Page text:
One Year After the 250-Mile Diet

my Brooklyn garden in late August

my Brooklyn garden in late August

It’s August, and with all the rain we’ve had this summer my garden is looking lush, if a bit unruly.

Last August my year-long challenge of eating food raised within 250 miles of my apartment in Park Slope, Brooklyn officially ended. Before this August comes to an end, I want to share what has changed–and what hasn’t–since The 250.

First, confession time. These are the non-local foods that have crept back into my diet since The 250 ended:

Crackers. During The 250, I made them, but I haven’t done so since. I’ve started buying them from Hot Bread Kitchen, but although they are locally made (and delicious!), they aren’t made with flours from locally grown grains.

Commercial yeast. I’m still baking bread with local grains and flours, but while I was away from NYC earlier this year I forgot to put my sourdough starter into the freezer and it died. That starter was the leavening for every loaf of bread I baked during The 250. Since it died, I’ve been using commercial yeast instead. I do plan to get another batch of starter going this fall.

An occasional beer. There are locally brewed beers, but there are no commercial beers made with local grains or malts.

Pasta. I still make my own from local flour and eggs sometimes…but sometimes I don’t. This should be lumped with the store-bought crackers into the sheer laziness category.

Fresh ginger. I love my native Northeastern wild ginger (Asarum canadense) for flavor, but it is too stringy to use fresh and really needs to be dried and ground. A bit of fresh ginger, the commonly sold Indonesian stuff (Zingiber officinale), has found its way into some of my chutneys and Asian-style dinners this year.

An occasional non-local wine. I’d guesstimate that about one out every ten bottles of wine that passes through my door these days isn’t local, although I do still try to go for organic when that is the case.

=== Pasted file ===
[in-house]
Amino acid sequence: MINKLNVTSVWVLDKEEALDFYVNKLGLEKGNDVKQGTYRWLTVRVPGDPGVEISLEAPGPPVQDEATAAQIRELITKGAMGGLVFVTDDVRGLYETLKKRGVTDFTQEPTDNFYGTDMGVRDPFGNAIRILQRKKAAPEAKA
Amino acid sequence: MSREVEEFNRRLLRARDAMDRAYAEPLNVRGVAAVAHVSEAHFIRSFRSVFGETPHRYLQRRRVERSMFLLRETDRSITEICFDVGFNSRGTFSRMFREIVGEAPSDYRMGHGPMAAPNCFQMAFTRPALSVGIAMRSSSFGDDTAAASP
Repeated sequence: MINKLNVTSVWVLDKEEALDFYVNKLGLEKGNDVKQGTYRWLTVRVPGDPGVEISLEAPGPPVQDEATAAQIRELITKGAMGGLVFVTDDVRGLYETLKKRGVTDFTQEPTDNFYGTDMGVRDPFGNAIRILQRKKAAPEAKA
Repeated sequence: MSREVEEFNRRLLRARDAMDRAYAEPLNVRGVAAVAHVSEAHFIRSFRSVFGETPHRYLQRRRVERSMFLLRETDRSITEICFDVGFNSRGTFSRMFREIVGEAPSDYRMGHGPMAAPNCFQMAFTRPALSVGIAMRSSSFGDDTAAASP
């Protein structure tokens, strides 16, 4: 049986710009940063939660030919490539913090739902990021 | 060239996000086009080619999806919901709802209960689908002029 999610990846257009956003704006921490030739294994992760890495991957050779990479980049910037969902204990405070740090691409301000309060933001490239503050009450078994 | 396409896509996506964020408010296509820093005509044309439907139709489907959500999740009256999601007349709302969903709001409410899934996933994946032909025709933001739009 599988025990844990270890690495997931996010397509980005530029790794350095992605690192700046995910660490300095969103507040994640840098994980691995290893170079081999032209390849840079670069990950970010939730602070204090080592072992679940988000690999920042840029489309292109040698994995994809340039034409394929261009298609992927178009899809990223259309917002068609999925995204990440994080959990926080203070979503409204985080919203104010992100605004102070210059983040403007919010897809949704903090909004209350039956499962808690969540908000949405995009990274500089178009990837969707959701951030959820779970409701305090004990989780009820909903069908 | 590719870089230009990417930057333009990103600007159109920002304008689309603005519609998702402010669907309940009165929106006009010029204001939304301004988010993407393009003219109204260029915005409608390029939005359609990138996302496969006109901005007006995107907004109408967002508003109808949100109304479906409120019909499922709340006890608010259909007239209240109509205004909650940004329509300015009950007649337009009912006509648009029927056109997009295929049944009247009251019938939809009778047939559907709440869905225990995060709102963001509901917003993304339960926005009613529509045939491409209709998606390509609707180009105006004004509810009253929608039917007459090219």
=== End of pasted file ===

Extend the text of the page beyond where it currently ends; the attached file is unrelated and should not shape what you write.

An occasional lemon or lime.

Nuts. There are black walnuts, butternuts, and other nuts out there growing wild in our region, but none offered commercially. I like walnuts on my salads. I missed them.

Raisins. I keep hoping these will show up at the farmers’ markets, since we’ve got plenty of grapes. I tried drying my own in the dehydrator but instead of turning into raisins they kept their round shape and developed a texture something like Cheerios. Interesting, but not very good.

That’s it. I still haven’t bothered restocking black pepper or sugar because I really haven’t missed them at all. I gorged on avocados while I was out in California last month, but haven’t felt an urge to splurge on one since I got back. No particular lust for pineapples, mangos, or other tropical fruit, either.

Okay, enough with the confessional part of this post. Here is a big change I’ve noticed since The 250 ended a year ago: it would be much, much easier to do if I was starting now than it was when I began the project back in 2007.

beansThose locally grown dry beans that took me four months to track down? They’re now available from Cayuga Pure Organics at the Union Square market in Manhattan every Wednesday and the Grand Army Plaza market in Brooklyn every Saturday. Local butter? No need to wait forĀ  farmers’ market days because my neighborhood supermarket now carries Ronnybrook‘s. And on and on…the locavorian life has definitely gotten easier in New York City during the past year.

The implications of that fact make me grin. May it continue to get even easier for people to find local ingredients! Please vote with your fork and keep the momentum behind the sustainable food system movement growing.

On a different note, here’s a post about the foraging class I gave last weekend on Soilicious, an excellent blog for urban gardeners interested in growing food: You Can Eat THAT? Urban Foraging with Leda Meredith


Botany, Ballet, & Dinner from Scratch: A Memoir with Recipes by Leda Meredith

2 responses to “One Year After the 250-Mile Diet”

  1. acmeplant says:

    How did your hops do in this cool, wet summer? I can’t see in the photo but I realize they grow on the other side of the garden.

  2. ledameredith says:

    They grew like crazy but almost no strobiles this year.

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